NT
Tristan Thrush Turdus eremita



Justification

Justification of Red List Category
This species is classed as Near Threatened because it has a small population, which occupies a restricted range. There is presently no serious threat to the species and no evidence of declines in either its population or range, but if such evidence was obtained this species might qualify for a higher threat category.

Population justification
In 1972-1974, island population sizes were estimated as follows (in pairs): Tristan 40-60; Inaccessible 100-500; Nightingale 300-500; Middle 20-40; and Stoltenhoff 10-20. In the 1980s, the Inaccessible population was revised to 850 pairs, and the total population for the group to 6,000 birds. More recently, the Tristan population has been estimated (very crudely, but conservatively) as at least several hundred birds (P. G. Ryan in litt. 2000). It is best placed in the band 2,500-9,999 individuals, equating to 1,667-6,666 mature individuals, rounded here to 1,500-7,000 mature individuals.

Trend justification
There is presently no serious threat to the species and no evidence of declines in either its population or range, thus the species's population is currently suspected to be stable.

Distribution and population

This species is endemic to Tristan da Cunha (to UK) in the South Atlantic Ocean, where it is found on Tristan, Inaccessible, Nightingale, Middle and Stoltenhoff islands with distinct subspecies on each of the three main islands. In 1972-1974, island population sizes were estimated as follows (in pairs): Tristan 40-60; Inaccessible 100-500; Nightingale 300-500; Middle 20-40; and Stoltenhoff 10-20 (Richardson 1984). In the 1980s, the Inaccessible population was revised to 850 pairs, and the total population for the group to 6,000 birds (Fraser et al. 1994). More recently, the Tristan population has been estimated (very crudely, but conservatively) as at least several hundred birds (P. G. Ryan in litt. 2000).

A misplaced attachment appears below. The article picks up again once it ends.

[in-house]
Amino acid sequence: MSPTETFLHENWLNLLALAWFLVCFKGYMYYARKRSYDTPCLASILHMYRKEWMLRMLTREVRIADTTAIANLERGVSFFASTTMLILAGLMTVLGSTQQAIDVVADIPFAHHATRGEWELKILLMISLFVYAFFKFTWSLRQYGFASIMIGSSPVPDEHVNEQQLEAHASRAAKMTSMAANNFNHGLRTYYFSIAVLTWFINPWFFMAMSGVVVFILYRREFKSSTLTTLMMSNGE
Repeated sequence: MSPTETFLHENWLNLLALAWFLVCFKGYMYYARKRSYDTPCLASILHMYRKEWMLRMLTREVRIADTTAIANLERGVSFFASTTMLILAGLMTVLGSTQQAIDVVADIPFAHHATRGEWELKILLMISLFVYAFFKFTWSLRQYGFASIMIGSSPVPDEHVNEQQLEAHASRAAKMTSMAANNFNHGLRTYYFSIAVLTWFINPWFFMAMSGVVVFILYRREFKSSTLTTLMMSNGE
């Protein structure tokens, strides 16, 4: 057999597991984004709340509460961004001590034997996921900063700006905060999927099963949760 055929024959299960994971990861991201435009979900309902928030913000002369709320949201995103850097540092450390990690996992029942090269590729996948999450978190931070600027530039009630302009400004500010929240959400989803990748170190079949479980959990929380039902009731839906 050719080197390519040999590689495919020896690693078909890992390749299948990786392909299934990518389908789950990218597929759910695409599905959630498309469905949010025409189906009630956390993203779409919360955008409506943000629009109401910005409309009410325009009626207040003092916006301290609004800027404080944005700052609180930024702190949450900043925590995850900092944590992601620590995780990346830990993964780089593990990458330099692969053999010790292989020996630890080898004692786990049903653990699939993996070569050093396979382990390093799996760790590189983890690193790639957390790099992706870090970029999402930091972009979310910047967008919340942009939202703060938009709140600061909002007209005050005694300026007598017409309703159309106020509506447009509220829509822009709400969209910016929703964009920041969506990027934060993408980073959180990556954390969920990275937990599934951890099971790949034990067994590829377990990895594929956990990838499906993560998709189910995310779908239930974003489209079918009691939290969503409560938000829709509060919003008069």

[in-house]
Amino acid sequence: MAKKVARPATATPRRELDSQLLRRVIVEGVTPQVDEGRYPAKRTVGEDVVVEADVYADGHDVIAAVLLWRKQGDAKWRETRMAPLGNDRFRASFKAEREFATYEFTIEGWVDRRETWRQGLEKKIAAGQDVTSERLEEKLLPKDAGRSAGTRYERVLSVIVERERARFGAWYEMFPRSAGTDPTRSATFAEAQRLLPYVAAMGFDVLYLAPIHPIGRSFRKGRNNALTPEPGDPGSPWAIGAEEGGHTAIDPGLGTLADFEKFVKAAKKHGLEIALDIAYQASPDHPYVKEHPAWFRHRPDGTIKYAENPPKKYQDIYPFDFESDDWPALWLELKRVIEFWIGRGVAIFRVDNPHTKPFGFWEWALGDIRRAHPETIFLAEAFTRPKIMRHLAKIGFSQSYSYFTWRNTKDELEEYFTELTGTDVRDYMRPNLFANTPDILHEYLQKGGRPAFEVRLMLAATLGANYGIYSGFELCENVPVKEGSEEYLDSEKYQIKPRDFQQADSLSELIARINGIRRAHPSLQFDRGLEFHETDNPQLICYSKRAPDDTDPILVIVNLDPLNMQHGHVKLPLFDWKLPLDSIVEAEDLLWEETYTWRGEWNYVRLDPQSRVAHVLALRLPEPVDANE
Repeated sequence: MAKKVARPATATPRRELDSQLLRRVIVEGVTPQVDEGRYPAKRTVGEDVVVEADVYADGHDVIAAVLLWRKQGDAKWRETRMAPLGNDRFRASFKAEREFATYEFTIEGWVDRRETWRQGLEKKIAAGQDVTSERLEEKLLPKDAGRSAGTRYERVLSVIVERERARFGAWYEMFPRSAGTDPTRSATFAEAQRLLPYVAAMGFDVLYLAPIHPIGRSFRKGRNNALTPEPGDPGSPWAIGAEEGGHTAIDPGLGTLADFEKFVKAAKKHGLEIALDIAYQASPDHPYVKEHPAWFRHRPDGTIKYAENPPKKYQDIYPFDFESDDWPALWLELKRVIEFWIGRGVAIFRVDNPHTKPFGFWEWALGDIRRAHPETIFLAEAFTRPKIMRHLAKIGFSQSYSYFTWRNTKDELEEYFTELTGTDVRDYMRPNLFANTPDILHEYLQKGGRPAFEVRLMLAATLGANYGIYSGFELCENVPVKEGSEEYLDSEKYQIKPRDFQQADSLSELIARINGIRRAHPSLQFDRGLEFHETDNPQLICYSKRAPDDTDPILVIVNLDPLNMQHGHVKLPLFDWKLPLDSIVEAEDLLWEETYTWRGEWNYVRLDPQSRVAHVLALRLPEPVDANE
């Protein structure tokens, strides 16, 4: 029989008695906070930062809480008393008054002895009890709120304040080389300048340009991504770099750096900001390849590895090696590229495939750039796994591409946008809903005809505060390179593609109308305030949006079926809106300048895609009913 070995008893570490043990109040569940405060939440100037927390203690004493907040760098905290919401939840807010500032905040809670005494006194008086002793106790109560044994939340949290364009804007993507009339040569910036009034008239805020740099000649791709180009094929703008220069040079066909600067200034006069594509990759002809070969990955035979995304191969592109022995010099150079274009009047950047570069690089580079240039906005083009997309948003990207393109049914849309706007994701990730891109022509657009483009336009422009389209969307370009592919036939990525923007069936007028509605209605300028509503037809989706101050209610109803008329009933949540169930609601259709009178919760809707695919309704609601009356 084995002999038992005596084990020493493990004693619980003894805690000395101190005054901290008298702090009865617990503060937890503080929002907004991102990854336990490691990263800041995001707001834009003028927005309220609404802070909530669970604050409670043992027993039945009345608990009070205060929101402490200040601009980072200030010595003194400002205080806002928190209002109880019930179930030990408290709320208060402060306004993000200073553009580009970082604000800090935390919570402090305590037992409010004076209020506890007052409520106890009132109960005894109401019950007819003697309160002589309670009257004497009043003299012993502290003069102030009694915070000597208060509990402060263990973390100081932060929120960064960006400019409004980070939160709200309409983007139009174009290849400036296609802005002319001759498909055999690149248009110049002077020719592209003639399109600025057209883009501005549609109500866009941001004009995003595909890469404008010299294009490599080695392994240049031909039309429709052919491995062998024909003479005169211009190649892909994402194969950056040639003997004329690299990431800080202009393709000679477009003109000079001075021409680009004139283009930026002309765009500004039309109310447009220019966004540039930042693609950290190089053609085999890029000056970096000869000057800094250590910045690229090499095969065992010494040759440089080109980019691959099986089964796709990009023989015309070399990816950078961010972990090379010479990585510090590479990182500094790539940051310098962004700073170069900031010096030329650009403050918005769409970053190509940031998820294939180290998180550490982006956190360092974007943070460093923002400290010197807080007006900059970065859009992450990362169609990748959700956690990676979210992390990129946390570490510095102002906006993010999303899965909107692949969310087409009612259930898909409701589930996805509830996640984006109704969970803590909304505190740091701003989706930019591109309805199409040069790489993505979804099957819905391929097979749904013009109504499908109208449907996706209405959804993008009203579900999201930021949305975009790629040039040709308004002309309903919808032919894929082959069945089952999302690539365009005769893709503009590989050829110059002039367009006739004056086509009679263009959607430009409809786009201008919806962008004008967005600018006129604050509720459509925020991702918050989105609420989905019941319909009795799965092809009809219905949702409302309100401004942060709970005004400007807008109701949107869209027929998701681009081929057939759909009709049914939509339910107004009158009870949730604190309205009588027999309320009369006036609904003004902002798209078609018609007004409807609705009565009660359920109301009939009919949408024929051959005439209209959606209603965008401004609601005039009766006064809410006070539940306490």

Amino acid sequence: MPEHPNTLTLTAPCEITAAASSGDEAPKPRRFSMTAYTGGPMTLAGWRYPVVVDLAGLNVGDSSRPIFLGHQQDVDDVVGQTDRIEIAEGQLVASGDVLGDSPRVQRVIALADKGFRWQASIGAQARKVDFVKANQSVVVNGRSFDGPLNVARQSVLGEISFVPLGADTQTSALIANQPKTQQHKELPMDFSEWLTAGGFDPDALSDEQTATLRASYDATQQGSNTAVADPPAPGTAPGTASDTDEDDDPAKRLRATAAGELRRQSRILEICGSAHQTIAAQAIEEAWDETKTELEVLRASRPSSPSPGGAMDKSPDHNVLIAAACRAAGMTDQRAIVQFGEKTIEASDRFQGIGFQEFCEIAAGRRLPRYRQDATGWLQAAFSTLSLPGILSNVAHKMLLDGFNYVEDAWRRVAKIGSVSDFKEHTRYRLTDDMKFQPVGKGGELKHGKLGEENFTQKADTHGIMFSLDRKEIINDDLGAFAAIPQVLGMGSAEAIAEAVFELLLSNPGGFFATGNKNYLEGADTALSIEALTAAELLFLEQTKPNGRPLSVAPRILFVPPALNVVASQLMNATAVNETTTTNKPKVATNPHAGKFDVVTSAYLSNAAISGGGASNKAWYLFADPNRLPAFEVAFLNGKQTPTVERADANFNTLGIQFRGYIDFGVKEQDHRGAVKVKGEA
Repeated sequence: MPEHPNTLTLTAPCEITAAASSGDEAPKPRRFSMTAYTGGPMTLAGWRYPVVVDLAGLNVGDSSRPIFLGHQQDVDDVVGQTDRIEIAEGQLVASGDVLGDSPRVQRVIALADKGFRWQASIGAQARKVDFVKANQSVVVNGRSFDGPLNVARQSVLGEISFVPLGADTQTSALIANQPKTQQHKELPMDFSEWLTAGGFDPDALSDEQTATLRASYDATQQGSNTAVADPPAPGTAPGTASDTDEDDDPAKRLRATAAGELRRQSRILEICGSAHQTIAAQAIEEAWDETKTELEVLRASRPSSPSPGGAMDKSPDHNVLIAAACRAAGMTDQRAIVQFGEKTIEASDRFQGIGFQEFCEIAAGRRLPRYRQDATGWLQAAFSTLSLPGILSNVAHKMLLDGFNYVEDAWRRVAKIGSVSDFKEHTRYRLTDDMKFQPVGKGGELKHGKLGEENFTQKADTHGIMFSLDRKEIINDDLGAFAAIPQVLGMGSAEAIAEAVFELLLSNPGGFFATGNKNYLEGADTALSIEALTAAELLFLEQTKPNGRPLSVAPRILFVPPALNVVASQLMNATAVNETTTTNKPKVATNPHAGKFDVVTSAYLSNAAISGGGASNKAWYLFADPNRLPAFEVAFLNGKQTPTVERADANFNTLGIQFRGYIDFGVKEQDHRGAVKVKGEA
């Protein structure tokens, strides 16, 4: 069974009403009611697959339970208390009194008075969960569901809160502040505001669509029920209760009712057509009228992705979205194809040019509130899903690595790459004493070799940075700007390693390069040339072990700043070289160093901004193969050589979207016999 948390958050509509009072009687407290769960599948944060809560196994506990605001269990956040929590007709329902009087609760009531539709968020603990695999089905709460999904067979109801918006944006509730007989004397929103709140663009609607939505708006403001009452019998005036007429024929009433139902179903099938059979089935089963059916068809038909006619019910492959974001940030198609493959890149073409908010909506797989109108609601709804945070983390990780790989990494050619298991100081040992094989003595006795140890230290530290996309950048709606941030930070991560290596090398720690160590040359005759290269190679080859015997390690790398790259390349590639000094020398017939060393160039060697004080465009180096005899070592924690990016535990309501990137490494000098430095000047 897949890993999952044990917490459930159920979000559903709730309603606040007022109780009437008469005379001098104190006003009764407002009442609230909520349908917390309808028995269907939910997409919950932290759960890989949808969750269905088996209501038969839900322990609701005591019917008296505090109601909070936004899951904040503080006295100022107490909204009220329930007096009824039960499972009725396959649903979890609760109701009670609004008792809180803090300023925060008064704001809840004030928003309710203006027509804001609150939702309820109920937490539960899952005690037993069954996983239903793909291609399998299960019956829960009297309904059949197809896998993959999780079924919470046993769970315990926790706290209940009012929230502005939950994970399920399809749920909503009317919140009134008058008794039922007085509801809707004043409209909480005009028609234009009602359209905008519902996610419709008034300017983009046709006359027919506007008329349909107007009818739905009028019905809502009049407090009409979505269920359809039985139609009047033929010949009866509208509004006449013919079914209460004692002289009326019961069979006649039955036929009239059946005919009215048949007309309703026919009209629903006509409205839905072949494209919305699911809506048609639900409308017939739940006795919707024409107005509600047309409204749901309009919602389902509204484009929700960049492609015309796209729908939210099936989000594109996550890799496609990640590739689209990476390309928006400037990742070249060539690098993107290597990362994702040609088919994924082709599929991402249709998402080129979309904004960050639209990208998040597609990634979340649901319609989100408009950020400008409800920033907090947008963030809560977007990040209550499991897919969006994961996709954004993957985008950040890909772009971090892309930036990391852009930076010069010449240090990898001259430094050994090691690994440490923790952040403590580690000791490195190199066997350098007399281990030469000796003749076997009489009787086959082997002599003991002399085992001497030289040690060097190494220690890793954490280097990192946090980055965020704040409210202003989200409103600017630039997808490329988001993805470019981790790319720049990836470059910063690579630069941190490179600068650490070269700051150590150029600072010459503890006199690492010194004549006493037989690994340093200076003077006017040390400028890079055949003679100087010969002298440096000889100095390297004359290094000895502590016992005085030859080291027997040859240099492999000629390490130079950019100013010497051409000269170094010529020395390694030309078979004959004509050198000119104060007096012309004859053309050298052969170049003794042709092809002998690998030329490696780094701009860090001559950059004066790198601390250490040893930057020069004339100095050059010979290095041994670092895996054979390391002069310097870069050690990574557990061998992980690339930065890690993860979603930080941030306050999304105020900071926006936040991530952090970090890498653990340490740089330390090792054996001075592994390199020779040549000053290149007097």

Ecology

The species uses virtually all available habitats including boulder-strewn shorelines, tussock grassland, fern-bush and wet heath. It feeds opportunistically on dead birds, fish offal, kitchen scraps and the eggs and fledglings of other birds as well as earthworms and invertebrates taken from leaves and detritus (Fraser et al. 1994). Breeding takes place in September-February (del Hoyo et al. 2005). Its nest is a rough cup of woven tussock fronds and grass stalks with some moss and leaves, placed on or just above the ground. It lays two or three, sometimes four, eggs. The fledging period is c.20 days (del Hoyo et al. 2005).

Threats

On Tristan, predation by black rats Rattus rattus is a possible threat. Translocations of birds between islands was a common practice in the past, and may have resulted in hybridisation between birds from different islands (P. G. Ryan in litt. 2000). However, these translocations no longer takes place (A. Bond in litt. 2016).

Conservation actions

Conservation Actions Underway
Cats were a major problem on Tristan, but were eradicated (Richardson 1984).

Conservation Actions Proposed
Carry out surveys to obtain an up-to-date total population estimate. Monitor population trends through regular surveys. Assess the impact of predation by rats. Control rat numbers on Tristan, and prevent further introductions of mammalian predators. 

Acknowledgements

Text account compilers
O'Brien, A., Robertson, P., Symes, A., Taylor, J. & Stringer, C.

Contributors
Rowlands, B., Ryan, P.G. & Bond, A.


Recommended citation
BirdLife International (2021) Species factsheet: Turdus eremita. Downloaded from http://www.birdlife.org on 27/10/2021. Recommended citation for factsheets for more than one species: BirdLife International (2021) IUCN Red List for birds. Downloaded from http://www.birdlife.org on 27/10/2021.